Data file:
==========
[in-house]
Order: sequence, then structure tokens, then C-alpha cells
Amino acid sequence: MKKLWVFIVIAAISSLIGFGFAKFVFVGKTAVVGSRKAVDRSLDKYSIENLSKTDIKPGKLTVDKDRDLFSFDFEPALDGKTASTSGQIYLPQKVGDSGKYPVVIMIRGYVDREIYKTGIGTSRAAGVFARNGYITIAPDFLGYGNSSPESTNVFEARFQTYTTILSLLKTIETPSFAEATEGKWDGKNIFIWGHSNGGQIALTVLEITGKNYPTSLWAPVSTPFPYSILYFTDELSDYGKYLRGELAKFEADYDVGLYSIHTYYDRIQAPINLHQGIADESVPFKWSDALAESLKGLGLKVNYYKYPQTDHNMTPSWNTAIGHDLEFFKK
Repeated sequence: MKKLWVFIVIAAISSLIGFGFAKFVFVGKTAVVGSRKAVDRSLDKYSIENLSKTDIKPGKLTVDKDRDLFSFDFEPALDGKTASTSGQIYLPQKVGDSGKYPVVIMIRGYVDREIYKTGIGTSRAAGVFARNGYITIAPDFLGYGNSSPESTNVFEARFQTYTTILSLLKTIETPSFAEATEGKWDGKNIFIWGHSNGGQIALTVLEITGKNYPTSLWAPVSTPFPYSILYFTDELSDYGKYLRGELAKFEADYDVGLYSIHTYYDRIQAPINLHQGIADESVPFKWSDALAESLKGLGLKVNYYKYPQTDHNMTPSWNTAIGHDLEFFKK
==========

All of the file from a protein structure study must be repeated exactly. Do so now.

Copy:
[in-house]
Order: sequence, then structure tokens, then C-alpha cells
Amino acid sequence: MKKLWVFIVIAAISSLIGFGFAKFVFVGKTAVVGSRKAVDRSLDKYSIENLSKTDIKPGKLTVDKDRDLFSFDFEPALDGKTASTSGQIYLPQKVGDSGKYPVVIMIRGYVDREIYKTGIGTSRAAGVFARNGYITIAPDFLGYGNSSPESTNVFEARFQTYTTILSLLKTIETPSFAEATEGKWDGKNIFIWGHSNGGQIALTVLEITGKNYPTSLWAPVSTPFPYSILYFTDELSDYGKYLRGELAKFEADYDVGLYSIHTYYDRIQAPINLHQGIADESVPFKWSDALAESLKGLGLKVNYYKYPQTDHNMTPSWNTAIGHDLEFFKK
Repeated sequence: MKKLWVFIVIAAISSLIGFGFAKFVFVGKTAVVGSRKAVDRSLDKYSIENLSKTDIKPGKLTVDKDRDLFSFDFEPALDGKTASTSGQIYLPQKVGDSGKYPVVIMIRGYVDREIYKTGIGTSRAAGVFARNGYITIAPDFLGYGNSSPESTNVFEARFQTYTTILSLLKTIETPSFAEATEGKWDGKNIFIWGHSNGGQIALTVLEITGKNYPTSLWAPVSTPFPYSILYFTDELSDYGKYLRGELAKFEADYDVGLYSIHTYYDRIQAPINLHQGIADESVPFKWSDALAESLKGLGLKVNYYKYPQTDHNMTPSWNTAIGHDLEFFKK